eNGO Challenge: Promoting digital outreach and operational efficiencies for the development sectorMadanmohan Rao
Non-governmental organisations (NGOs) representing the development or social sector have emerged as a key pillar of inclusive growth and development across societies, particularly for empowerment in rural communities. Globally, there are estimated to be more than 10 million NGOs, five million in South Asia and three million in India.
Digital media like the web and mobiles can be harnessed in multiple ways for external outreach and internal efficiencies. The annual eNGO Challenge awards social entrepreneurs for digital excellence in five such categories: Communication and Outreach; Social Commerce; Advocacy; Organisational Efficiency; and Sustainable Development.
The awards are part of the eNGO Network programme (http://pirengo.org), a joint initiative of the Public Internet Registry and Digital Empowerment Foundation (DEF). Since 2011, the network has connected with more than 5,000 NGOs in India, South Asia and Africa to develop their Web identities and e-workflow.
Launched in 2012, the eNGO Challenge (www.engochallenge.org) received 163 nominations in 2012 and 340 in 2013, according to Syed S. Kazi, policy director at the Digital Empowerment Foundation. The national distribution of nominations in 2013 was: Afghanistan (12), Bangladesh (12), Bhutan (10), India (244), Maldives (13), Nepal (12), Pakistan (21), and Sri Lanka (13).
“The Public Interest Registry, the not-for-profit operator of the .ORG domain, delivers a trusted address for people and organisations to tell their stories and mobilise their supporters in the online world,” says Brian Cute, CEO, Public Interest Registry. NGOs today can leverage the amazing power of the web to further their own agendas. “Using the web, we have seen a number of civil society organisations empower their stake holders without access to large sums of money or numbers of volunteers. The electronic medium is one where marginal costs of seeing information is close to zero and so is the cost of sending it across the world,” observes Amir Ullah Khan, President, Glocal University.
The internet allows for small groups of people, including marginalised and handicapped communities, to gain access to markets, educational portals, e-commerce sites, and e-health platforms. “Many NGOs are exploring ways in which cutting-edge technology such as cloud computing can help directly in solving development challenges,” according to Manju Dhasmana, Lead – Community Affairs/Corporate, Social Responsibility, Microsoft India. She cites Akshay Patra as an example, which started off with emails and collaboration tools and has now progressed to cloud platforms for their operations in serving more children with fresh mid-day meals.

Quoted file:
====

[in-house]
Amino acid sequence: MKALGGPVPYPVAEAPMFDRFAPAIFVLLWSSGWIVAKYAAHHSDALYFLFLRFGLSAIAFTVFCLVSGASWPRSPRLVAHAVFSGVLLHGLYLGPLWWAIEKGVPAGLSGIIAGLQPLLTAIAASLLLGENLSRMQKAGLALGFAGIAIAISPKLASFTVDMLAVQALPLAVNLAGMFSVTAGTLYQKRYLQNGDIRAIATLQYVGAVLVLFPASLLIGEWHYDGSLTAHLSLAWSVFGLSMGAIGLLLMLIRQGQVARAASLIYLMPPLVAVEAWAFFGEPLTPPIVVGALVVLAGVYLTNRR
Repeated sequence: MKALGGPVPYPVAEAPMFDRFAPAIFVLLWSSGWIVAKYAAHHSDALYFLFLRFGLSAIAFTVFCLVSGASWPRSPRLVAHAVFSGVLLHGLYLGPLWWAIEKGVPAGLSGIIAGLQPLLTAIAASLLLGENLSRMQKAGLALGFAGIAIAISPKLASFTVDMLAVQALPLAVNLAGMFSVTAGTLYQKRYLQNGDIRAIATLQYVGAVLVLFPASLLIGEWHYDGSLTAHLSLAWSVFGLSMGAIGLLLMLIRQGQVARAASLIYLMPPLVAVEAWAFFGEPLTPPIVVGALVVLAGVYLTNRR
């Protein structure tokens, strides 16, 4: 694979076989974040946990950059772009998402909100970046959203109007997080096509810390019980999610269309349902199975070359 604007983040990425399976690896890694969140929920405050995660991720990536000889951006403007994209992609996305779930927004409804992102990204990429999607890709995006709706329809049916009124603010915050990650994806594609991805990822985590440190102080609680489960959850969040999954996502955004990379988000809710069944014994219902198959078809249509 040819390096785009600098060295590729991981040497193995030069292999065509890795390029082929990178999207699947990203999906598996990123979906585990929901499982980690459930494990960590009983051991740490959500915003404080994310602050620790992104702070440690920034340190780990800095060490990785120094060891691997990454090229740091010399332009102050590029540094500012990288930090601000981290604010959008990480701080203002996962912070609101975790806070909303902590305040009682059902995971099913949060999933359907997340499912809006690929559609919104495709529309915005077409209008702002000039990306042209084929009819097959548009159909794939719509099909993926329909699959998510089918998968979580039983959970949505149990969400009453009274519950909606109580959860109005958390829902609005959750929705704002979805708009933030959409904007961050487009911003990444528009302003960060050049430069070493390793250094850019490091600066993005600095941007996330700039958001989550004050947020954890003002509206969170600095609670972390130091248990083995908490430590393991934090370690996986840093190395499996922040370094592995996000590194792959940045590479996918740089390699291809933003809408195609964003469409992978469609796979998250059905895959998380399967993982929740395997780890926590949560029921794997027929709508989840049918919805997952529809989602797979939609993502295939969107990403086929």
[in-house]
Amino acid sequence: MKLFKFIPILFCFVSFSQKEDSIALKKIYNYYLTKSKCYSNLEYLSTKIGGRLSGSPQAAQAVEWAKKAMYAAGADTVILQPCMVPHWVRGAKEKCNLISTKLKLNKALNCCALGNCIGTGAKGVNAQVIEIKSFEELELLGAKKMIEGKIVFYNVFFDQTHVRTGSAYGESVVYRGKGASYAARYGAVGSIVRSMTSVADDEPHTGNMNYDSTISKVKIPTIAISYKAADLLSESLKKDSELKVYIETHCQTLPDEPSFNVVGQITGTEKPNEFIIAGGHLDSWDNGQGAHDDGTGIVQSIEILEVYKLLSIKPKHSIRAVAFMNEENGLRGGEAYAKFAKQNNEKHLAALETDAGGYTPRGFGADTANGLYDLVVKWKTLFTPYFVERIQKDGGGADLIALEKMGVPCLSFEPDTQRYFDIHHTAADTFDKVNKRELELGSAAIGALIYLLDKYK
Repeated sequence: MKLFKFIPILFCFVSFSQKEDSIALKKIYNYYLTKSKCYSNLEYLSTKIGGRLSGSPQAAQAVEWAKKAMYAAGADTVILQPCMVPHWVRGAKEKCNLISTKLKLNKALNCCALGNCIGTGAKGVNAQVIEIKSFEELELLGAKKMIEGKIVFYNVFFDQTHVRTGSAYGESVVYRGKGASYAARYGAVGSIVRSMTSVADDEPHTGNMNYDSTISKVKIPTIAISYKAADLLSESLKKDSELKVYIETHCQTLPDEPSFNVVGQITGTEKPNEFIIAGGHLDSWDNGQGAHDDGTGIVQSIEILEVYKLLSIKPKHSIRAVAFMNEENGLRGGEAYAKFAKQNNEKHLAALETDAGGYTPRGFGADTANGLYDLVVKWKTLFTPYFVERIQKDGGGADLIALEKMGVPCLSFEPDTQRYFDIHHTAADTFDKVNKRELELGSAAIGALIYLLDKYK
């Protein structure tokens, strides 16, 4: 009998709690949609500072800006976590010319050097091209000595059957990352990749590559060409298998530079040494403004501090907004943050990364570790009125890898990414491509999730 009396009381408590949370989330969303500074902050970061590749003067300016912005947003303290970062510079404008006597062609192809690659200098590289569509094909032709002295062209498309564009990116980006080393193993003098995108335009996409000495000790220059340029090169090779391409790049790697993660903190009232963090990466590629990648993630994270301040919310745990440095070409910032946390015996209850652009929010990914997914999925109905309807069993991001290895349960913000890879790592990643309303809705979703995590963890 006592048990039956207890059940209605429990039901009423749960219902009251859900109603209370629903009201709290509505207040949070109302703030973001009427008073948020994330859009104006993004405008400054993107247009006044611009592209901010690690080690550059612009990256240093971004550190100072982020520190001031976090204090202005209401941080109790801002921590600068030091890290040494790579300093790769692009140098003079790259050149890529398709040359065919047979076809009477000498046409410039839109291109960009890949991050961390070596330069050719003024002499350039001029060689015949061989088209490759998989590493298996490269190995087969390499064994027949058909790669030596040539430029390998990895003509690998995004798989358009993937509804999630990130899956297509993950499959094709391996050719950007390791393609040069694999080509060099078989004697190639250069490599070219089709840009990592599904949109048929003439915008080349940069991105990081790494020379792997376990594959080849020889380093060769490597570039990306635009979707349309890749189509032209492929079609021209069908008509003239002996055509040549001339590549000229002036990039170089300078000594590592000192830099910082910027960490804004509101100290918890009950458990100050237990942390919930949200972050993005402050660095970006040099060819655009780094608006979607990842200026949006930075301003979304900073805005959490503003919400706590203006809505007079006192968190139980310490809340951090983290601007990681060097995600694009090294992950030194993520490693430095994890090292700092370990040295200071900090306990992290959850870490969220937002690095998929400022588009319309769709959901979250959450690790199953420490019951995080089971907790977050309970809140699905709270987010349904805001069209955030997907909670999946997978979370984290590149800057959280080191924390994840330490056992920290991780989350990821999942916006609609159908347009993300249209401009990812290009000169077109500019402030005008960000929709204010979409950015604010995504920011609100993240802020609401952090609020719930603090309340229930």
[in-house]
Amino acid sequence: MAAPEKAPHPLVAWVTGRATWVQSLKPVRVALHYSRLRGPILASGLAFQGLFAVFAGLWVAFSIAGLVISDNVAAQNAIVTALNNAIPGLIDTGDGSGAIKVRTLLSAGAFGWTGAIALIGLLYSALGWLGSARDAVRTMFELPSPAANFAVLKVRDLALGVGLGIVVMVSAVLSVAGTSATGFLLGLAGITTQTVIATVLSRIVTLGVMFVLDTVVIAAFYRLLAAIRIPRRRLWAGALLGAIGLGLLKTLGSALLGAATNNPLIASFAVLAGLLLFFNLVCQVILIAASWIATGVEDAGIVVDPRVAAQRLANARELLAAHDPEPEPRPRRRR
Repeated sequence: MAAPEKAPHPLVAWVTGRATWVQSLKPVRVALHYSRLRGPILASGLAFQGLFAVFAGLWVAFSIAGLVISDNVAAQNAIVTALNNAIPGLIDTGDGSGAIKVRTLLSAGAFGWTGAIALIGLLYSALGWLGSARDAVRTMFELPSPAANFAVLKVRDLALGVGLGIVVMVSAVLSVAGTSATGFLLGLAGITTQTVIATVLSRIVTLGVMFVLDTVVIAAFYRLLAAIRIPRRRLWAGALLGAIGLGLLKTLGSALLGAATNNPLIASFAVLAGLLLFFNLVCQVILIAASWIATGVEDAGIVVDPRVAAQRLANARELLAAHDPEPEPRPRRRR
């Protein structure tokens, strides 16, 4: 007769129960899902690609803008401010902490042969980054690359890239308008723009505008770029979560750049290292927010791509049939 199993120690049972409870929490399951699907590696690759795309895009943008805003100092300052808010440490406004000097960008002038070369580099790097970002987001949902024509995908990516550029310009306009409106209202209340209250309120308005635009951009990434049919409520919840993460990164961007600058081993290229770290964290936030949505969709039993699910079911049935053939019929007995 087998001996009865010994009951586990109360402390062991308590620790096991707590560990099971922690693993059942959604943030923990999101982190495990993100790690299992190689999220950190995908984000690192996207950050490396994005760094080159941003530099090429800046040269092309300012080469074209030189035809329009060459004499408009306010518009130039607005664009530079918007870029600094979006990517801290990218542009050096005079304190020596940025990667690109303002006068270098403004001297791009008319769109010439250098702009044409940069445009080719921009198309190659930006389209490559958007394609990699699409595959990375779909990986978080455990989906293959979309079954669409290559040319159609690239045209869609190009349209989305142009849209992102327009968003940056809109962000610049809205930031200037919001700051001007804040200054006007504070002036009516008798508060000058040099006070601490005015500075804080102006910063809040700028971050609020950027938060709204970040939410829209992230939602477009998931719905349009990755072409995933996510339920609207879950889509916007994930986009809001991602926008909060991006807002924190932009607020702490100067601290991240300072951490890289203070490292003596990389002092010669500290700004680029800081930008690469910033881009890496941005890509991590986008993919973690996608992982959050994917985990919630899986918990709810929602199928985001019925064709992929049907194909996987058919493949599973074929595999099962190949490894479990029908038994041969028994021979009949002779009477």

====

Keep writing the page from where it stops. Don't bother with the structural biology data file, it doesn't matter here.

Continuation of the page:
Finalists of the eNGO Challenge, 2013
The jurors for the eNGO Challenge 2013 included Amir Ullah Khan, President, Glocal University; Ravina Aggarwal, Programme Officer-Media Rights & Access, Ford Foundation; Amitabh Singhal, Board Member, PIR.ORG; Rajen Varada, Founder, Technology For The People; Hempal Shrestha, Practitioner, ICT For Education and Social Development; Manju Dhasmana, Lead – Community Affairs/Corporate, Social Responsibility, Microsoft India; and Pranshu Singhal, Head, Sustainability at Nokia India.
Many NGOs, however, express challenges in terms of ICT management capacity and other digital skills, and in funding access to digital tools, according to Amitabh Singhal, board director at PIR. Hence the eNGO Network programme has rolled out a range of workshops, networking activities and services for registering domain names and harnessing the Net.
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